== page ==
16. Date: April 9, 2015 at 16:59
    Author: Sudheer Gautam

    Hello,
    im a mechanical engineer, i never understood electronics. I starterted understanding by learning from your videos.
    Me being a begineer, can you please advice what instruments to buy which power supply, multimeter etc

  17. Date: May 4, 2015 at 00:42
    Author: KEATH POLYAK

    Martin, I enjoy all your episodes…still working through your vast library.  I have learned a lot from your videos

    The imperial screw numbers may confuse people, here is some help.  

    A number 0 (zero) screw is 0.060" in diameter, and each number after that, is 0.013" larger. So a 6-32 screw in theory is 0.138" in diameter & has 32 TPI (threads per inch), and a 10-24 screw has a Ø 0.190" and has 24TPI.  Number 12 is the last as fractional threads follow.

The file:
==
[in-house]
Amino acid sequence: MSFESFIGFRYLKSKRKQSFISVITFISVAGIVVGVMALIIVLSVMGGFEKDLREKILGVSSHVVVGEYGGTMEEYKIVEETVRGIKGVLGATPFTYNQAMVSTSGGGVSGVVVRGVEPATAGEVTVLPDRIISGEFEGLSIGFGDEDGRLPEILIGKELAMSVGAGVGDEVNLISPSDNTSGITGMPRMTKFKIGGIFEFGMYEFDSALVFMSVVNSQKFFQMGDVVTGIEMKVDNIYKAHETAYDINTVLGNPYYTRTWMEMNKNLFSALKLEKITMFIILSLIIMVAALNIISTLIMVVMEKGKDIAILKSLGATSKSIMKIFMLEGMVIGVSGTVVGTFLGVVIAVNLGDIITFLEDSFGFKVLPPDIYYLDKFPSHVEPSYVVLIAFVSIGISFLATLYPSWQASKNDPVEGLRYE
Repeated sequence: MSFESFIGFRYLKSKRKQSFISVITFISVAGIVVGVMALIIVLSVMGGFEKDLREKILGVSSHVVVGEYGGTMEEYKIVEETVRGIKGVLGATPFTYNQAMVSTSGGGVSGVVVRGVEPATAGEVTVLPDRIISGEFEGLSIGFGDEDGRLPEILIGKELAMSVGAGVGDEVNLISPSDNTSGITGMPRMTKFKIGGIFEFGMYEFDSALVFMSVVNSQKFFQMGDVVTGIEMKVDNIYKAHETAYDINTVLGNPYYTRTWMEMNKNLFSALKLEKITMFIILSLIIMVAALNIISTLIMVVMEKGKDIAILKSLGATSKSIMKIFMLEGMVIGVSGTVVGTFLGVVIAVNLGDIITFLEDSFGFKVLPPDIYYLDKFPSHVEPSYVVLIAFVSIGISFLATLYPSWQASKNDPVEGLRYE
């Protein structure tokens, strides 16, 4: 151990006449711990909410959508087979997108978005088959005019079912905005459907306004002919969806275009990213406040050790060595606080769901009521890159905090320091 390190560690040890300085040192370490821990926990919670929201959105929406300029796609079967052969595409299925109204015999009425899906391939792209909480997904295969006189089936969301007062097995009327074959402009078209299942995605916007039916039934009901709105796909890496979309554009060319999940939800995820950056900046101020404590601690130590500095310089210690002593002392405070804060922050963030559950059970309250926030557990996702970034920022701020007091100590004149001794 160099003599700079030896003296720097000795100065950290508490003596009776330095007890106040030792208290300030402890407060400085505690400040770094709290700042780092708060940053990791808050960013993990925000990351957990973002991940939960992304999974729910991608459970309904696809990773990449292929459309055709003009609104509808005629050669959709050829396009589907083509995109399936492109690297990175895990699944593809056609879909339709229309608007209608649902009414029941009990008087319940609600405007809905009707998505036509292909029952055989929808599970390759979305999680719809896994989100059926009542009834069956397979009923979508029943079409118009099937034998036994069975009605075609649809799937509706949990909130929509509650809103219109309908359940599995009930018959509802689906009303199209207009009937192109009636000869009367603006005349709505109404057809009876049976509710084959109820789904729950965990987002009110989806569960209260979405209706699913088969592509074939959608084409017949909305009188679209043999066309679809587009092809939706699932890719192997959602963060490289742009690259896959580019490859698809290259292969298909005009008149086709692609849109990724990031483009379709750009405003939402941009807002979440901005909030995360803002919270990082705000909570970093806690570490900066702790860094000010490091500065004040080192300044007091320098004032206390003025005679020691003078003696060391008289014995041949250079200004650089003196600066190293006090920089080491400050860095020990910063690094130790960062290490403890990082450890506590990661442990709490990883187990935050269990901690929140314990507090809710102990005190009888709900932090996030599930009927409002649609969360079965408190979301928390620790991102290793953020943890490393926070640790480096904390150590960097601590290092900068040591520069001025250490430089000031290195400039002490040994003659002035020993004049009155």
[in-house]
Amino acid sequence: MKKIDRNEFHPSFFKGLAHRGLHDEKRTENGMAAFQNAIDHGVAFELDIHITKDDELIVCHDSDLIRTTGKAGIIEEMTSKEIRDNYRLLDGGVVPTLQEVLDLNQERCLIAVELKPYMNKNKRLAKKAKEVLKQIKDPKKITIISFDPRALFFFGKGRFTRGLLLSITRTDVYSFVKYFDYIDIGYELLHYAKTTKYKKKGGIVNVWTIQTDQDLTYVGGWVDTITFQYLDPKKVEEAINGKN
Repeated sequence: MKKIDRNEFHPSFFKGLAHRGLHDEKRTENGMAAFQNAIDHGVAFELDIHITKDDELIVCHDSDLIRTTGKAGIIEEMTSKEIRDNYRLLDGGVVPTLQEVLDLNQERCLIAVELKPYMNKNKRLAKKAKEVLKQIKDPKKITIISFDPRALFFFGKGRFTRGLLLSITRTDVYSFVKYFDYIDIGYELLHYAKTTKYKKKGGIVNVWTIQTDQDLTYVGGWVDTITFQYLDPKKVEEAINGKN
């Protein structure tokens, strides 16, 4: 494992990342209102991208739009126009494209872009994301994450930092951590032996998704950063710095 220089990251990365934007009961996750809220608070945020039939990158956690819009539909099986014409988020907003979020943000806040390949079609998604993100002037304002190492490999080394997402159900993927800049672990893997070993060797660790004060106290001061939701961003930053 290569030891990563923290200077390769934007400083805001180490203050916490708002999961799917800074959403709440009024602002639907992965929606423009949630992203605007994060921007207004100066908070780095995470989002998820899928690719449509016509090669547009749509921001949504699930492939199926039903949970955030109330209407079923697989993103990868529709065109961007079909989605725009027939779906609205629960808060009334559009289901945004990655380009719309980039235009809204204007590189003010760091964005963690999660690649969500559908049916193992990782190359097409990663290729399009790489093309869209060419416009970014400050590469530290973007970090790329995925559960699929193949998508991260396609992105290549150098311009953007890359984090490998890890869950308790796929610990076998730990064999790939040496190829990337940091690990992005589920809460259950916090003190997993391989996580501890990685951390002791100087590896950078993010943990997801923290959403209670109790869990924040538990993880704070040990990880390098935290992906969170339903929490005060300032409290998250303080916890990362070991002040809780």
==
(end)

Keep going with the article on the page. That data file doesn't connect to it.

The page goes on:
One more thing that may be helpful is finding tap drill sizes.  If you have to tap an M6 x 1.0 thread you will drill a hole 5mm (Ø – pitch).  This works for metric and for inch sizes as well.  This will get you into the ball park.  

    With imperial threads you will have to deal with fractional drills, number drills, & letter drills, to get the tap drill size.  Usually it is one closest size larger. ***always use a test block to confirm before using on your project.

    Thoughts from a machinist :o)

  18. Date: November 26, 2015 at 15:36
    Author: Robert Langford

    A rubber grommet would protect the leads passing through the heatsink better than passing them through the bare metal.